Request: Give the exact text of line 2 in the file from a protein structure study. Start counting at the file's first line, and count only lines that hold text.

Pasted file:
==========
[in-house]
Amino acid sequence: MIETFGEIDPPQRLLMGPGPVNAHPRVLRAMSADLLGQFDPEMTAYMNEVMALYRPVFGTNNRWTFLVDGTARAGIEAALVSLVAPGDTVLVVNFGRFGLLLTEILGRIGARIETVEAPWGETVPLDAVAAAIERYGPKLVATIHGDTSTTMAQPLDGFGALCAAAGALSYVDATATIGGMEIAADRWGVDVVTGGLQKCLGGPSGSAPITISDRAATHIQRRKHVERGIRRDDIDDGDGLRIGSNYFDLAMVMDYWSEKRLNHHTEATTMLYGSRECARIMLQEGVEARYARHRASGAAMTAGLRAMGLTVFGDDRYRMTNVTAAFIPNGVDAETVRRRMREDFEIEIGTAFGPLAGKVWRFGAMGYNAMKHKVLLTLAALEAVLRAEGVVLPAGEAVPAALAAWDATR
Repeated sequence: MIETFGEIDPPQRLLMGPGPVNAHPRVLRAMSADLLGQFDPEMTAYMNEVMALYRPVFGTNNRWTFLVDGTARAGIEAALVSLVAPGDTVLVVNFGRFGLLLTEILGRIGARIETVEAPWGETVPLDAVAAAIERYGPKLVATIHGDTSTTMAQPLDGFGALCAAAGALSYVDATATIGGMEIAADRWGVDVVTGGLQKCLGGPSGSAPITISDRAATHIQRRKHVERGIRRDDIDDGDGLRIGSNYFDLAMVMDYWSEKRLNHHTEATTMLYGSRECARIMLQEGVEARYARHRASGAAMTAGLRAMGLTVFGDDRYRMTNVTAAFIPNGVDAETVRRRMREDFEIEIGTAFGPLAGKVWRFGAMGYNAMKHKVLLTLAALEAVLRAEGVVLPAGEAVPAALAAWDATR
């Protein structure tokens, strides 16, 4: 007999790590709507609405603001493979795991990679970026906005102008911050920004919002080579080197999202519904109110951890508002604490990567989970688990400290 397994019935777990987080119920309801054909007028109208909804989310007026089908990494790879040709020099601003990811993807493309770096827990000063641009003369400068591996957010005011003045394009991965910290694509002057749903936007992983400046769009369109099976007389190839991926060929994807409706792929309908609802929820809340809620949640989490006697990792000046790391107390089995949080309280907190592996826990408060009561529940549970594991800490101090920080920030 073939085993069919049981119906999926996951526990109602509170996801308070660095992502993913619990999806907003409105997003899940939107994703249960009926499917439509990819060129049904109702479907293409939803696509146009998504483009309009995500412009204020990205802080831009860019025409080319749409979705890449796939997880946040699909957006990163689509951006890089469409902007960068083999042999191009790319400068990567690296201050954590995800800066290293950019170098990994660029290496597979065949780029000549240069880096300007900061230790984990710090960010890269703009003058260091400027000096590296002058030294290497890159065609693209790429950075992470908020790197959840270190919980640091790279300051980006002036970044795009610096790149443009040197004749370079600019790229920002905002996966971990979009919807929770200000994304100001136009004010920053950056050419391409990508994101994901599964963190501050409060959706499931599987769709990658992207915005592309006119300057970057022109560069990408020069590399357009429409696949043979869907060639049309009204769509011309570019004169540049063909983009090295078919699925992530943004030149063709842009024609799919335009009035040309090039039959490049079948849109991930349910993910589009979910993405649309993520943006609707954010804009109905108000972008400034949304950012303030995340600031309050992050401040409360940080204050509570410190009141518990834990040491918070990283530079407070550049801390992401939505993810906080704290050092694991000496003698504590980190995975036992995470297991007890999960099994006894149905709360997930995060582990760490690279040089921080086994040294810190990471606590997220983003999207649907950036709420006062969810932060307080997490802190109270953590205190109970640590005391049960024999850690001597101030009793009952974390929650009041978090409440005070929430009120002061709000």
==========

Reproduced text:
Amino acid sequence: MIETFGEIDPPQRLLMGPGPVNAHPRVLRAMSADLLGQFDPEMTAYMNEVMALYRPVFGTNNRWTFLVDGTARAGIEAALVSLVAPGDTVLVVNFGRFGLLLTEILGRIGARIETVEAPWGETVPLDAVAAAIERYGPKLVATIHGDTSTTMAQPLDGFGALCAAAGALSYVDATATIGGMEIAADRWGVDVVTGGLQKCLGGPSGSAPITISDRAATHIQRRKHVERGIRRDDIDDGDGLRIGSNYFDLAMVMDYWSEKRLNHHTEATTMLYGSRECARIMLQEGVEARYARHRASGAAMTAGLRAMGLTVFGDDRYRMTNVTAAFIPNGVDAETVRRRMREDFEIEIGTAFGPLAGKVWRFGAMGYNAMKHKVLLTLAALEAVLRAEGVVLPAGEAVPAALAAWDATR